This blog was co-authored by: Tshegofatso Rammutla, Associate; Darragh Meaker, Associate Designate and Devan Falconer, Candidate Attorney.

The proposal in the Companies Amendment Bill of 2021 published for public comment on 1 October 2021 for the exclusion of subsidiary companies from the limiting provisions relating to inter-group financial assistance should be enthusiastically supported.

Section 45 of the Companies Act presently provides that any financial assistance granted by a holding company to a subsidiary must be authorised by a board resolution and a special shareholders resolution adopted within the previous two years, failing which the proposed transaction is void.

In many financial transactions involving a holding company and its subsidiaries, the applicability of section 45 being applicable to financial assistance by a holding company to its subsidiary invokes much heated debate. The origin of the debate lies in whether the requirements as set out in section 45 are a necessary or unnecessary compliance burden borne by holding companies when it seeks to provide financial assistance to a subsidiary.

The Companies Amendment Bill, 2021 seeks to close this debate by excluding the provisions of section 45 where a holding company provides financial assistance to its subsidiary.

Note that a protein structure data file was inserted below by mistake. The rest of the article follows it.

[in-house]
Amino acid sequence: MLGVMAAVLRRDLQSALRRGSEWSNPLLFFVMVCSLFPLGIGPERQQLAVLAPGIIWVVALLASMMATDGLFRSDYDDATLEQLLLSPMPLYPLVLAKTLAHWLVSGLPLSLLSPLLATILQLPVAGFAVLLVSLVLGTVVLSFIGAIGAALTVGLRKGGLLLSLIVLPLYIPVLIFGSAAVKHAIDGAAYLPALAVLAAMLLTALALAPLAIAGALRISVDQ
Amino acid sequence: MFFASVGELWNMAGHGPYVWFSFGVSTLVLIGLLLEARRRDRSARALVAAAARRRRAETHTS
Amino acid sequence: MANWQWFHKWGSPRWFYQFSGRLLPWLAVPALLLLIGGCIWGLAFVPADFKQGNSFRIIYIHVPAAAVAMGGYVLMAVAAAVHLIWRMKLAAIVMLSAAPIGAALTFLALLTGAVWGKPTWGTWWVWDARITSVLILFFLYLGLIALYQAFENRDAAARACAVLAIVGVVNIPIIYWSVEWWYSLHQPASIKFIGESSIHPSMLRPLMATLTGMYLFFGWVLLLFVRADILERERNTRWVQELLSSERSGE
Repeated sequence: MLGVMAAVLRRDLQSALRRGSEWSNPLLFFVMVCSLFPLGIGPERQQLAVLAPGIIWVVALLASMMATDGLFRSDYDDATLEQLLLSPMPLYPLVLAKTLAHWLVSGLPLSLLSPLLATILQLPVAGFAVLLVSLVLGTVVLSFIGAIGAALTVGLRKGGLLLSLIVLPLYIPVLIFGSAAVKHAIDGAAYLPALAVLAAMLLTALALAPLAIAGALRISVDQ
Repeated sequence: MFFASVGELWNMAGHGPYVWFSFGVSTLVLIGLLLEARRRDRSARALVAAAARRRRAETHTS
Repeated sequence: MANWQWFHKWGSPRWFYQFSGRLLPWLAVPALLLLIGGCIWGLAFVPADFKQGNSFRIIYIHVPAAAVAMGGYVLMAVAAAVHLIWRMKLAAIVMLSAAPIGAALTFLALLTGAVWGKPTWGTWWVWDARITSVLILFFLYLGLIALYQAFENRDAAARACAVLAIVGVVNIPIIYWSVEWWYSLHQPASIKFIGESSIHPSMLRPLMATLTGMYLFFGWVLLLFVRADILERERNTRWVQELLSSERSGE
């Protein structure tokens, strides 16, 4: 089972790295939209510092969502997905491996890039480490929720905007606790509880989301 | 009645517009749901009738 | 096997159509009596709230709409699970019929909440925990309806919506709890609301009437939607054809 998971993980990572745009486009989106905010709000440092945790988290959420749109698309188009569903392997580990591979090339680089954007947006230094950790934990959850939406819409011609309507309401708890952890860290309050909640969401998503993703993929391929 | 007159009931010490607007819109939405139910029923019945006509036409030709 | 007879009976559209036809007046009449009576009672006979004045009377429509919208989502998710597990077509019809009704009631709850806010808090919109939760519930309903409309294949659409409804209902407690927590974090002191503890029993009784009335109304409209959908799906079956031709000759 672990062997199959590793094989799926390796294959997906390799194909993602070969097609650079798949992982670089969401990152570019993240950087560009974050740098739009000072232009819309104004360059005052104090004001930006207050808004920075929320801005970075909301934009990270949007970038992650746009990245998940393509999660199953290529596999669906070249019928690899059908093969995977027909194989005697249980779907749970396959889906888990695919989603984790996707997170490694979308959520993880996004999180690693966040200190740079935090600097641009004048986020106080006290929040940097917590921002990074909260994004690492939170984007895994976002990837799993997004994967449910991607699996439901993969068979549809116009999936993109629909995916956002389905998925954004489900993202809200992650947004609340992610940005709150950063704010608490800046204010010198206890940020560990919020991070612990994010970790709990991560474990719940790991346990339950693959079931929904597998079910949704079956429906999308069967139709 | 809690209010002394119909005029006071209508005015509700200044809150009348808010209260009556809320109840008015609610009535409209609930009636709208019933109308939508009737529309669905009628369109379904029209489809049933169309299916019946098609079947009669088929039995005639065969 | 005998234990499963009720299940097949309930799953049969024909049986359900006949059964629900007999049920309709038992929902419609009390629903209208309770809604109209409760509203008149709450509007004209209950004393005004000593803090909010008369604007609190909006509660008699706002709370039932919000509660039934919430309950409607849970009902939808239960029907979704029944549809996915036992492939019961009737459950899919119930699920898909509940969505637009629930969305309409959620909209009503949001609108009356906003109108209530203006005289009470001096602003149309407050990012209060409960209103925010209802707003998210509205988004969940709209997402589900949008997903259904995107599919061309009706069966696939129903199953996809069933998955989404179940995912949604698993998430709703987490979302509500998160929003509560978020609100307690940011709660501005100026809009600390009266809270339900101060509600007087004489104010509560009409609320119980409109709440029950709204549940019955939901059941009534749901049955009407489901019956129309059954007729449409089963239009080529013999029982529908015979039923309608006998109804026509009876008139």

The proposed amendments seek to:

  1. substitute the heading of section 45 to read “Financial Assistance” because the previous reference to directors is misleading; and
  2. include a new subsection (2A) as follows: “The provisions of this section shall not apply to the giving by a company of financial assistance to, or for the benefit of its subsidiaries”. Should the amendment be passed (which is probable), the risk run by holding companies of having financial transactions rendered void should they not pass a special resolution by its shareholders approving the financial transaction when providing financial assistance to its subsidiaries will be thankfully removed.

The 2018 Companies Amendment Bill also sought to introduce this delayed amendment. Readers are encouraged to read our previous blog post on the 2018 Companies Amendment Bill, where we delved deeper into the risks faced by creditors of a company with a rogue board arising from the fact that holding companies, through the proposed amendment, would be able to grant unrestricted financial assistance to their subsidiaries without oversight from its shareholders.